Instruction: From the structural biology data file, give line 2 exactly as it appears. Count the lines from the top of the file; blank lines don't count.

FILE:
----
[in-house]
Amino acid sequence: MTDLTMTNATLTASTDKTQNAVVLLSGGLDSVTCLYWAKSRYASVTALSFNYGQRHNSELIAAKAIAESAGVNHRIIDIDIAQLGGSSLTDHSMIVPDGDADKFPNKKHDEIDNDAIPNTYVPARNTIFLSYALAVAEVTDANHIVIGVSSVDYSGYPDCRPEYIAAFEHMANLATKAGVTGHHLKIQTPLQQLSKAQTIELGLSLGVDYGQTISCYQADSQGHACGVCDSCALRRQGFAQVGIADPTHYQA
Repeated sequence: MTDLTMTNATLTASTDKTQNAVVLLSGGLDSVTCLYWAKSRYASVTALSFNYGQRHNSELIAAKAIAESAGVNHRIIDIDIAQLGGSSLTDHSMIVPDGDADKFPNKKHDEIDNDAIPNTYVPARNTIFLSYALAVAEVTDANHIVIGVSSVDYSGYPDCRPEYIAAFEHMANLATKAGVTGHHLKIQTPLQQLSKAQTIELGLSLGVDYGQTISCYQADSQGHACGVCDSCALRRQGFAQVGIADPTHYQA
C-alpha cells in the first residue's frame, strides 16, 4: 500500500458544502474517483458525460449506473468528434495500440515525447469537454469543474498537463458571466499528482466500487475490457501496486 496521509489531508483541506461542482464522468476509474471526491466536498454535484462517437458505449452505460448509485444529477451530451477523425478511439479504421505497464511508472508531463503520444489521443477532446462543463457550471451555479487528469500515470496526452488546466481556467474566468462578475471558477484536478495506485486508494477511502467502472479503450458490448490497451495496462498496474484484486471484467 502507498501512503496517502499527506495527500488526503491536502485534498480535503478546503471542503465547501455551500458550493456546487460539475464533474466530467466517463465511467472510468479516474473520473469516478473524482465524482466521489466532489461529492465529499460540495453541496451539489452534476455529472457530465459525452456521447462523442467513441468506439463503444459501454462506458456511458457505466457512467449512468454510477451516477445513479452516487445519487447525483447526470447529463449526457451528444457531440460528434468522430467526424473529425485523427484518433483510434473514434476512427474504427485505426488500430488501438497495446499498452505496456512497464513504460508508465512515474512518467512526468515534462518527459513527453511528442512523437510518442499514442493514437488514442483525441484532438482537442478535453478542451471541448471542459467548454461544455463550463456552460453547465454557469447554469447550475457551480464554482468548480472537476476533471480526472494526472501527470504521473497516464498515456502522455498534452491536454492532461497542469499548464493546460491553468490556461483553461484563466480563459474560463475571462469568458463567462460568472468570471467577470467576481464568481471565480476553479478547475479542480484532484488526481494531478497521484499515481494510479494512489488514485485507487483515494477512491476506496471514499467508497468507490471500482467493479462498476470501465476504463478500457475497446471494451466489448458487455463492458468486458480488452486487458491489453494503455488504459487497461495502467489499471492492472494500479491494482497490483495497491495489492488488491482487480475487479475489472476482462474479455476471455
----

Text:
Amino acid sequence: MTDLTMTNATLTASTDKTQNAVVLLSGGLDSVTCLYWAKSRYASVTALSFNYGQRHNSELIAAKAIAESAGVNHRIIDIDIAQLGGSSLTDHSMIVPDGDADKFPNKKHDEIDNDAIPNTYVPARNTIFLSYALAVAEVTDANHIVIGVSSVDYSGYPDCRPEYIAAFEHMANLATKAGVTGHHLKIQTPLQQLSKAQTIELGLSLGVDYGQTISCYQADSQGHACGVCDSCALRRQGFAQVGIADPTHYQA